I listened to a conversation this week where the person told another, to their face, that they hated them. “I hated you when you left,” they said. “It took a long time to not hate you anymore.” It was an honest and startling admission. Most times people are adept at not showing the person they hate their true feelings.
It left me with a question; “Have I ever, in my life, hated someone?” I define hate; as the inability to see the good in someone. As I reflected on the question a person came to mind. If I’ve ever hated someone, according to my definition, this man fit the criteria. I had the hardest time seeing the good, the light, the benefit of his existence, the unique expression of God in him. It was, at times, impossible to not be suspicious of his motives, think of the worst outcome of his decisions, belittle his beliefs and talents. Then, one day, ranting in my head about something he had done the question came from out of the blue; “Can you see any good in this man?” My mind stopped dead in its tracks. The answer was “no, I couldn’t.” It was then I realized the problem wasn’t him it was me.
I’d love to post about how this moment fixed everything but it didn’t. However, it did give me a new way of looking at this person and my role in the frustration, anxiety, and chaos within me. It took me a long time to forgive the hurt and betrayal he had caused but I began focusing on what was going on inside of me instead of what someone was doing on the outside. This made all the difference.
“You will never see God until you can see Him in every next face you see.” #SaintMotherTeresa
I was reading an excerpt from a book by #LaurenceFreeman this past week. One sentence has stuck with me; “Answers are not what we need. What we need are questions which cannot be answered.” I read and reread this selection many times.
We live in a world, perhaps humanity is made this way by our cultures and societies, in which answers are what we seek and find. While certainly, we would want answers, conclusions, discoveries, of the sort which would end poverty, crime, diseases, however, the most important answers are the ones which cannot be answered.
This is a paradox. Answers comfort us, direct us, help us find our way in the world. However, answers do not lead us to the most important of all truths. God, for example, is by definition, one who cannot be fully and completely known. The deeper we dig to find knowledge of God the more questions we find. It is the same with our existence, our purpose our place in the universe.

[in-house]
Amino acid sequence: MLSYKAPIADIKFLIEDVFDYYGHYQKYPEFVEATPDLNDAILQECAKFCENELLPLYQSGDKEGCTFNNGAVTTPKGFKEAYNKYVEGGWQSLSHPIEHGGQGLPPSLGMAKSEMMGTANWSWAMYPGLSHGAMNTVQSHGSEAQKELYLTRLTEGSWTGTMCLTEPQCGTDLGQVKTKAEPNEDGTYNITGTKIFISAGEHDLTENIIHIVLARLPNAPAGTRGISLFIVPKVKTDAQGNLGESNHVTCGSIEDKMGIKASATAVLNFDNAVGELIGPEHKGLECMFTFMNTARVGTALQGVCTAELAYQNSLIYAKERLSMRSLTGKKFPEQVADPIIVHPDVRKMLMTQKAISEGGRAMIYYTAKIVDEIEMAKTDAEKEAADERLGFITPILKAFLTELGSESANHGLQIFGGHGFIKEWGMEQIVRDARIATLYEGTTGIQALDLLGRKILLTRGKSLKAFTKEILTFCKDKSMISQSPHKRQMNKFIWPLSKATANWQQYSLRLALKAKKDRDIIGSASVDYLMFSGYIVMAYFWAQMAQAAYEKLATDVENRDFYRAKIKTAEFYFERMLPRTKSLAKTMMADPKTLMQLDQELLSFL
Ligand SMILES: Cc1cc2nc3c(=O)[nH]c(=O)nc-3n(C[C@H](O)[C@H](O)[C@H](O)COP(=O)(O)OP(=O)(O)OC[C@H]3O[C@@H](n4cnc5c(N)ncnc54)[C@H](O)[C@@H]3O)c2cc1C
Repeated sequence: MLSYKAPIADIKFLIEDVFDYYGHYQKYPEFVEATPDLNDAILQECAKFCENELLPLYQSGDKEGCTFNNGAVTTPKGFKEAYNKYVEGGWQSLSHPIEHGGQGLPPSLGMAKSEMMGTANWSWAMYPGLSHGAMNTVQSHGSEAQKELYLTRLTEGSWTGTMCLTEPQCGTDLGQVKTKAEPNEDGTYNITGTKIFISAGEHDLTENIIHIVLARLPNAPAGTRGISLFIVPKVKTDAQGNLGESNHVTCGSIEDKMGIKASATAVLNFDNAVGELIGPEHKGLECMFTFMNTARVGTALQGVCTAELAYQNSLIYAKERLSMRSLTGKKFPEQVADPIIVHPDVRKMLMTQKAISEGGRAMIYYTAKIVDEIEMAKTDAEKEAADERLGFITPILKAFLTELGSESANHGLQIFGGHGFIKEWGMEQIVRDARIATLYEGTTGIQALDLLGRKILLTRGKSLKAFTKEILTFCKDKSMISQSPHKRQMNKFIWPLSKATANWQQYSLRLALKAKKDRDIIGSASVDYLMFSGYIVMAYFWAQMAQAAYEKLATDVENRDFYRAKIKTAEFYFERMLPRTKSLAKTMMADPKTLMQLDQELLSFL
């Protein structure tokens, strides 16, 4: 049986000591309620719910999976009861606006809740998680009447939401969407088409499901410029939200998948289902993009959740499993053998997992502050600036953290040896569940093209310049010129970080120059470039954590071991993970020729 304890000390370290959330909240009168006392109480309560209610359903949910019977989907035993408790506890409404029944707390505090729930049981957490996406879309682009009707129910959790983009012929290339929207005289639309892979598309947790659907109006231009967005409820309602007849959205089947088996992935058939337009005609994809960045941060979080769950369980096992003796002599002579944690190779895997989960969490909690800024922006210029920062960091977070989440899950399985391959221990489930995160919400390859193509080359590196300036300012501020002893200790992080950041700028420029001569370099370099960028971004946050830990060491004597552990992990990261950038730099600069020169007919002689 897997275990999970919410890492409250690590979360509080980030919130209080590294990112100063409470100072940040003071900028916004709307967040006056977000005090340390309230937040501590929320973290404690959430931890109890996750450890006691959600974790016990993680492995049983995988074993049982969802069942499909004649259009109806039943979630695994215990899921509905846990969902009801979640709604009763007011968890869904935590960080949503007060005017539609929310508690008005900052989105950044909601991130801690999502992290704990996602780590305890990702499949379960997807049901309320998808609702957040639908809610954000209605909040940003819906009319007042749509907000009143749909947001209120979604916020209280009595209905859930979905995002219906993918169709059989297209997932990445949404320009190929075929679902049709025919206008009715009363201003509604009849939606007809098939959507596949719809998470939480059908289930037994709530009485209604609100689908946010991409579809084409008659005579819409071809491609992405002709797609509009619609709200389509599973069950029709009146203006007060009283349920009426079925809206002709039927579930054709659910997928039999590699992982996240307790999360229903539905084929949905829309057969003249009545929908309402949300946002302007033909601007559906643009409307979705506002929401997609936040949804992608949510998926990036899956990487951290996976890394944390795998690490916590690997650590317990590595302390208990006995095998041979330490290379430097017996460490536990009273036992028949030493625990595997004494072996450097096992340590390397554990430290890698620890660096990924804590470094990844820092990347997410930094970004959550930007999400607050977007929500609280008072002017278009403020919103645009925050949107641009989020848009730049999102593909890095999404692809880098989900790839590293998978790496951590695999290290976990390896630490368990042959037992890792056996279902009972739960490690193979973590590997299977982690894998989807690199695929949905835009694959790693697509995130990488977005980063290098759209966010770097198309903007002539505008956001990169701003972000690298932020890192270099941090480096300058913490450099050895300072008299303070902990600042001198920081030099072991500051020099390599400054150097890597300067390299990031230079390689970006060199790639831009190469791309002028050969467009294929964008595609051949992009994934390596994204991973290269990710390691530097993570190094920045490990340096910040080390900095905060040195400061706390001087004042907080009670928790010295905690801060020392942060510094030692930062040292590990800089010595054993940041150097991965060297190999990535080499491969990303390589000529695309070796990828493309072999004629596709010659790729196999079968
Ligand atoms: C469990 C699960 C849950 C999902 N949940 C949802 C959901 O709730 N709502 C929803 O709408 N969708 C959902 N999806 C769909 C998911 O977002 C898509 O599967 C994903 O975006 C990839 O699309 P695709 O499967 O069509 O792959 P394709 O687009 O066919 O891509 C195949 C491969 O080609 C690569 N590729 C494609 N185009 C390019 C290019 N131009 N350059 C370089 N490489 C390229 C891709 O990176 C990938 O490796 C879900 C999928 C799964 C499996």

Silence as the answer to life’s biggest questions. Many say if you cannot or will not look for the answer then why ask the question? It is when we are able to be still and silent in our souls with the greatest questions unanswered that we find the path of wisdom.
This interesting picture and intriguing quote was in my Facebook feed this morning. It caught my attention in part because I’ve been studying Epigenetics. It’s the study of how trauma impacts people and generations following.
One of the experiments used to prove this area of science involved shocking a female rat with electricity when a certain odor was emitted. After a while the rat, even though there was no shock, still reacted when she smelled the specific odor. What’s even more compelling is the rat’s babies and the baby’s babies also reacted negatively even though the second and third generation of rats had never been shocked with electricity when the odor was emitted.
Epigenetics proposes that the genes of the rats have been altered, changed due to the trauma of the original female rat and these genes have been passed down to preceding generations.
“Neurons that fire together wire together” is another phrase used by brain scientists which deal with nerve pathways. The more often we do something, or have something done to us, the more used to certain behaviors and environments we are mentally, emotionally, physically and spiritually. In other words it becomes our definition of normal, our reality. It is only when we are able to learn new ways of thinking, being, can we change our personal and family’s destiny. To consider that the choices for our lives impact the immediate now and our, other’s, future the more important it is to be sure our decisions are filled with wisdom and grace.